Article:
Chocolate is dangerous to your Parakeet because of the high levels of Theobromine and Caffeine. These are methylxanthines which can cause hyperactivity, increased heart rate, tremors and potentially seizures if fed in too high a dose.
Dark chocolate is particularly toxic, because it is more concentrated and has more Theobromine and Caffeine.
Avocado is another to steer very clear from. Every part of the avocado contains a toxin called Persin. This is very toxic to birds and if they digest this, it can cause severe sickness and even death. Small birds like Parakeets are considered to be a lot more susceptible to its effects.
Onion and Garlic is very troublesome to most pets, including dogs and cats. Powdered equivalents is even more so as it is more concentrated.
Fruit Pits from Stone Fruits should always be removed from specific fruits prior to feeding. If you was to observe a wild Parakeet you would notice that they strongly avoid these parts of the fruit. This is because some pits contain a chemical known as Cyanide which can be very problematic to your Parakeet and other birds. Fruit pits to keep away and are known to be high in this compound are cherries, plums, apricots, and peaches.
Properly Preparing Fruit and Vegetables
As you can see from above, it is imperative that you appropriately prepare any fruit and vegetables for your pet Parakeet. Stone fruits are notably important to prepare by separating the fruit and removing the pits.
Beyond this, another thing you need to ensure you do is to thoroughly wash all fruit and vegetables prior to feeding. You want to ensure any pesticides, herbicides or any other chemicals are removed and not accidentally fed and exposed to your Parakeet.
Another good practice is to cut each piece of fruit/vegetable into smaller pieces. This way, your Parakeet can consume the food immediately without needing to try to break it down. It will also mean that your Parakeet will be far more likely to eat any fruit/vegetable provided and will not neglect it due to it being too challenging to consume. They can get intimidated by the sheer size of an apple in its natural state.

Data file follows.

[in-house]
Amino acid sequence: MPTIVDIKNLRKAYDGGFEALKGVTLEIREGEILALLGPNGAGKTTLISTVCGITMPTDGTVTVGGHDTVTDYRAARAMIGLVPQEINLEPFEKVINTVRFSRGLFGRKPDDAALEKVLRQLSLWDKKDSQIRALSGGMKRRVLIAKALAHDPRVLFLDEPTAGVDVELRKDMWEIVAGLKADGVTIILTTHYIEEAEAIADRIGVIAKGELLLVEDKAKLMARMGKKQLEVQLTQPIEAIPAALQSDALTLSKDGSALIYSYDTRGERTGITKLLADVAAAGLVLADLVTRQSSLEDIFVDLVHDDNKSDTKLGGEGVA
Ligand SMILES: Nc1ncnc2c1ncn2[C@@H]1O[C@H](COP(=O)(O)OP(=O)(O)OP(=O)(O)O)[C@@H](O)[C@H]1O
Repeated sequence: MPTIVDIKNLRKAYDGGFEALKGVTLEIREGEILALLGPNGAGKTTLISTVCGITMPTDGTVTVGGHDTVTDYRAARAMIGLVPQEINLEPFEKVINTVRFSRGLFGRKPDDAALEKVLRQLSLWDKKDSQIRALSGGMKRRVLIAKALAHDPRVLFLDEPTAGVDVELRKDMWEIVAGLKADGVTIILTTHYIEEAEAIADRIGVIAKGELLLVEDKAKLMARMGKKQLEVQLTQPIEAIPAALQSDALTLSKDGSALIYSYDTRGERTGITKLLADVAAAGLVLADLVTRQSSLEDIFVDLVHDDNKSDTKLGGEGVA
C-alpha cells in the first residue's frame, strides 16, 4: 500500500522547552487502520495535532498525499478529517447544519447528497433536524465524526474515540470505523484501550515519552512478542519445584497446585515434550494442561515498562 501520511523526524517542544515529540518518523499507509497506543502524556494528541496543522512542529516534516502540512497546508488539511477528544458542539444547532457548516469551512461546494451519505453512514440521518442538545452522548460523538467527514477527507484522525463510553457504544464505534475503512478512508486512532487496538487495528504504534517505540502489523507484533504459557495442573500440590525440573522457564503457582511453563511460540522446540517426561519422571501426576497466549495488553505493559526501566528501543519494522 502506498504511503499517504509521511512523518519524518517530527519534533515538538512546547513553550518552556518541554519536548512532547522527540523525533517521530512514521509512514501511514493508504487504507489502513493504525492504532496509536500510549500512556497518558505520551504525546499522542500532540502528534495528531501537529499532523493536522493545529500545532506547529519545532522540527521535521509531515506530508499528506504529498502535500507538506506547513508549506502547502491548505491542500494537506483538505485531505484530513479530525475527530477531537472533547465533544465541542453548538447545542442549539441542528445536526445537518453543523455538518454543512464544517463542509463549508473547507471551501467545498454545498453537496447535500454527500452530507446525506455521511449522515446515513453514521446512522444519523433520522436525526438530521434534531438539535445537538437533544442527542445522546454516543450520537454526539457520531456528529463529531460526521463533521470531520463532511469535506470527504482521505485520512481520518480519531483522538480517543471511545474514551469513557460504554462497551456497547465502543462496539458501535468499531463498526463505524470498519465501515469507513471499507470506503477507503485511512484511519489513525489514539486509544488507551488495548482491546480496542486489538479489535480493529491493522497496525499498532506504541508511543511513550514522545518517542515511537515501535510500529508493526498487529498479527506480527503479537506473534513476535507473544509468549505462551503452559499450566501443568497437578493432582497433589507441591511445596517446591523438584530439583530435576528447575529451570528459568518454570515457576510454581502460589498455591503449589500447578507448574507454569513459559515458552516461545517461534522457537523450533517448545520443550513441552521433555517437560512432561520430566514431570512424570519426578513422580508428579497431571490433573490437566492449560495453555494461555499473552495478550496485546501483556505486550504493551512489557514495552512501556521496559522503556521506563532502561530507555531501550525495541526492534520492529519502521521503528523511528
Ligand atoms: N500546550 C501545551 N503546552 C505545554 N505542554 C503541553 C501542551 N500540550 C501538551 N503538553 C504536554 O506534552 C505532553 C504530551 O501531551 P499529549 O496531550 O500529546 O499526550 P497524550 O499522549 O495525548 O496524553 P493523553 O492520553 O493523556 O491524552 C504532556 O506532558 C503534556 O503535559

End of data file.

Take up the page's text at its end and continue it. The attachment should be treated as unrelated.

Keeping it small enough for your Parakeet to eat, around your small finger size and below, is a good rule of thumb (no pun intended).
If you notice that your Parakeet is fond of specific fruits, like Grapes, be careful that they do not start displacing other foods in their diet with it. Its actually advised to start limiting this food to ensure their diet remains varied and as wholesome as possible.
Remember that fruits and vegetables should accompany the overall diet of your Parakeet, and not displace other important food.
Pellets are much more suitable and advised as a consistent and regular foodstuff for them. The Zupreem Smart Selects pellet blend that is available on Amazon is a fine example of what you should be feeding your Parakeet the majority of the time.
Seeds are another healthy and nutritious addition, but due to their high energy content, should also not make up the bulk of your Parakeets diet. Feeding seeds to frequently or in too high a quantity can lead to weight gain in your Parakeet which you will want to avoid for obvious reasons. You can always sprinkle some in with their daily pellet feed to provide more nutrition and prevent over-consumption.
Here are some good practical takeaways to consider when feeding your Parakeet:
- Seeds, Fruits and Vegetables Infrequently
- Make Sure Fruits and Vegetables are cut up, washed and can easily be consumed.
- Provide variety and do not let your Parakeet become dependent on one fruit
- Pellets are the best daily and regular diet food source.
- Provide fresh water and clean food and water bowls daily.
Are the seeds in Grapes harmful to a Parakeet? No, these should be perfectly safe for your Parakeet to consume. However, it is possible to purchase seedless grapes and this is perhaps the safest way to go and is easier for your Parakeet in terms of general eating/digestion.
I am a practiced pet owner with decades of experience owning a number of different pets. I am also the main writer and chief editor here at Pet Educate; a site I created to share everything I’ve learned about pet ownership over the years and my extensive research along the way.